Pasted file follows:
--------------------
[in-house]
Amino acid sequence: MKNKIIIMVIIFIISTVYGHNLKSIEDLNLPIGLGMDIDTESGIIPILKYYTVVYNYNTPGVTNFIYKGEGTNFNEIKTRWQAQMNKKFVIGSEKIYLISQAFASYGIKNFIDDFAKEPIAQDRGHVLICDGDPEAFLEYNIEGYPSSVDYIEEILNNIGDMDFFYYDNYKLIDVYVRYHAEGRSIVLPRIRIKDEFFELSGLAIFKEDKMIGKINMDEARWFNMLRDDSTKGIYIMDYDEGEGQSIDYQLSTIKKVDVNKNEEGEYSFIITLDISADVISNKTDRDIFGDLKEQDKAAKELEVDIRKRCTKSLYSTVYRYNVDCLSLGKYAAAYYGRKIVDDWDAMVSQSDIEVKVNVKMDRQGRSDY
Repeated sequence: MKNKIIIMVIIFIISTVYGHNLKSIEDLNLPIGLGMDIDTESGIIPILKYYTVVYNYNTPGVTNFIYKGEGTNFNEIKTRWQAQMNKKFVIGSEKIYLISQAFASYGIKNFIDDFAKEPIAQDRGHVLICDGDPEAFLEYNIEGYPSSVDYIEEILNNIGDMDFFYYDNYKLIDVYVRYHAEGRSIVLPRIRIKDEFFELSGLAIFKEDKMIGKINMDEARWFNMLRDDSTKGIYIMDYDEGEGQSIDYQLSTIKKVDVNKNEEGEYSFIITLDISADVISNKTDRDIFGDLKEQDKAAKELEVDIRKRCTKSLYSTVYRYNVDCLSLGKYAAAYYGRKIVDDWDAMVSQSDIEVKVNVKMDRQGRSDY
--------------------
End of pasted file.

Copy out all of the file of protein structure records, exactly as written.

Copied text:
[in-house]
Amino acid sequence: MKNKIIIMVIIFIISTVYGHNLKSIEDLNLPIGLGMDIDTESGIIPILKYYTVVYNYNTPGVTNFIYKGEGTNFNEIKTRWQAQMNKKFVIGSEKIYLISQAFASYGIKNFIDDFAKEPIAQDRGHVLICDGDPEAFLEYNIEGYPSSVDYIEEILNNIGDMDFFYYDNYKLIDVYVRYHAEGRSIVLPRIRIKDEFFELSGLAIFKEDKMIGKINMDEARWFNMLRDDSTKGIYIMDYDEGEGQSIDYQLSTIKKVDVNKNEEGEYSFIITLDISADVISNKTDRDIFGDLKEQDKAAKELEVDIRKRCTKSLYSTVYRYNVDCLSLGKYAAAYYGRKIVDDWDAMVSQSDIEVKVNVKMDRQGRSDY
Repeated sequence: MKNKIIIMVIIFIISTVYGHNLKSIEDLNLPIGLGMDIDTESGIIPILKYYTVVYNYNTPGVTNFIYKGEGTNFNEIKTRWQAQMNKKFVIGSEKIYLISQAFASYGIKNFIDDFAKEPIAQDRGHVLICDGDPEAFLEYNIEGYPSSVDYIEEILNNIGDMDFFYYDNYKLIDVYVRYHAEGRSIVLPRIRIKDEFFELSGLAIFKEDKMIGKINMDEARWFNMLRDDSTKGIYIMDYDEGEGQSIDYQLSTIKKVDVNKNEEGEYSFIITLDISADVISNKTDRDIFGDLKEQDKAAKELEVDIRKRCTKSLYSTVYRYNVDCLSLGKYAAAYYGRKIVDDWDAMVSQSDIEVKVNVKMDRQGRSDY